Danny Anderson is joined by Kristin Filipic and Todd Pedlar to discuss Stephen King's classic horror novel, Pet Sematary. All part of the 2019 Christian Humanist Radio Network Halloween Crossover!
Ack! Tentacles! In this episode, David Grubbs, Carter Stepper, and Danny Anderson discuss the horror subgenre, “Weird Fiction.” Typified by H.P. Lovecraft’s “cosmic horror,” the genre is low Modernism at its finest. What defines Weird Fiction? How does it subvert and challenge Gothic horror? What challenges does it off the Christian reader? This episode focuses the discussion on three exemplars of the genre: M.R. James’ “Count Magnus,” R.E. Howard’s “Pigeons From Hell,” and H.P. Lovecraft’s “Pickman’s Model."
Pigeons From Hell
On May 22, 2018, American Novelist Philip Roth died at the age of 85. His passing marks the end of an era in American literature, when “serious” fiction and popular celebrity were not entirely distinct, and “important” books had a broad cultural impact. This week, the podcast looks back at the career of one of America’s most important artists. What does Newark, NJ and American Jewishness have to do with Roth’s work? Should he have received that Nobel? What was distinctive about his style and subject matter? What exactly have we lost as a culture, and how might Roth’s approach to fiction help us find it? Michial Farmer of the Christian Humanist Podcast and Matthew Shipe, President of the Philip Roth Society join for this humorous, enlightening discussion about an seminal figure in American letters.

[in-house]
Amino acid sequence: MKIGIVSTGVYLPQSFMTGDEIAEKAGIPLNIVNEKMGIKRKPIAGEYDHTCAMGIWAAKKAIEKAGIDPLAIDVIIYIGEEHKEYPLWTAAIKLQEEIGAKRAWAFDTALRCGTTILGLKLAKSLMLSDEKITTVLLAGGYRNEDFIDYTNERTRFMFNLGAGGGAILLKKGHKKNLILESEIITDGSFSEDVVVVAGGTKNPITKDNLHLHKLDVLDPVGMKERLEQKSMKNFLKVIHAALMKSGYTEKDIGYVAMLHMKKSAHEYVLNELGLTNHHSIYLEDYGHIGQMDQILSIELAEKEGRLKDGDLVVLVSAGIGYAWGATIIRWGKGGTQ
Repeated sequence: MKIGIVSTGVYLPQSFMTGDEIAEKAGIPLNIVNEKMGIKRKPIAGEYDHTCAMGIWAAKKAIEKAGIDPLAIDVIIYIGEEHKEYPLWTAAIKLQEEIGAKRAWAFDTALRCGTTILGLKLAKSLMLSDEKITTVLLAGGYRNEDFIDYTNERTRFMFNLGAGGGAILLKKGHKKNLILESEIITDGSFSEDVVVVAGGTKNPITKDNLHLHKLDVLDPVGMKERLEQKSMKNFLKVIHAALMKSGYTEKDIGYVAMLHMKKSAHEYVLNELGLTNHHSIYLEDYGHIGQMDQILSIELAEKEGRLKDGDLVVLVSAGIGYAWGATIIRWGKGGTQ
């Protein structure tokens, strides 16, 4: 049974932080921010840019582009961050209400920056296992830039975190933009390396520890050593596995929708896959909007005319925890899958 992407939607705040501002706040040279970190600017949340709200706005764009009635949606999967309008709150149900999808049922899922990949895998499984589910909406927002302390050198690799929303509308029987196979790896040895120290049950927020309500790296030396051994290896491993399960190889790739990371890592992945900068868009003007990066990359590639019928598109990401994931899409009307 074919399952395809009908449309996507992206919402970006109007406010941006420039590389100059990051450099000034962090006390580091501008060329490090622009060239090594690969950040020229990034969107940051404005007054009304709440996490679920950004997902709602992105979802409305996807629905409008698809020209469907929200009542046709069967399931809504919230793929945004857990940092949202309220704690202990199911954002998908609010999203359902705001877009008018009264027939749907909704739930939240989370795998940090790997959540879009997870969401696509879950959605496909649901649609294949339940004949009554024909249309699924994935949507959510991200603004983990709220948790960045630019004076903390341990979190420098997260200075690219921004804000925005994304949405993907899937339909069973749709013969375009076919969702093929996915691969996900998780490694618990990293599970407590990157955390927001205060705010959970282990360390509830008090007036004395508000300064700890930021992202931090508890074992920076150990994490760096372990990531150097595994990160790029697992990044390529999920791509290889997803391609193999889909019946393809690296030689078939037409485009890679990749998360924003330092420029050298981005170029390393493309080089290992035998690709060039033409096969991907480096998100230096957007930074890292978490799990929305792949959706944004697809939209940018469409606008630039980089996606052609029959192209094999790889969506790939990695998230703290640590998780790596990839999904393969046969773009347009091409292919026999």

Philip Roth Society
“Remembering Philip Roth: A Giant of American Literature,” by Adam Kirsch
“The Day the Genius Died,” by Megan Garber
“The Plot Against America,” by Chris Gehrz
“What Roth Didn’t Know about Women Could Fill a Book,” by Dara Horn
Listen to this episode to learn all about Chaim Potok's classic novel The Chosen. The book, which investigates the intricate tensions between religion, faith, and the intellect, follows the story of Danny Saunders and his move away from Ultra-Orthodox Judaism. What does this story have to say about faith and the life of the mind? Is there a way for the intellect to contribute to faith? How might post-Christendom Christianity think about these intersections? All this and much more on the latest Sectarian Review.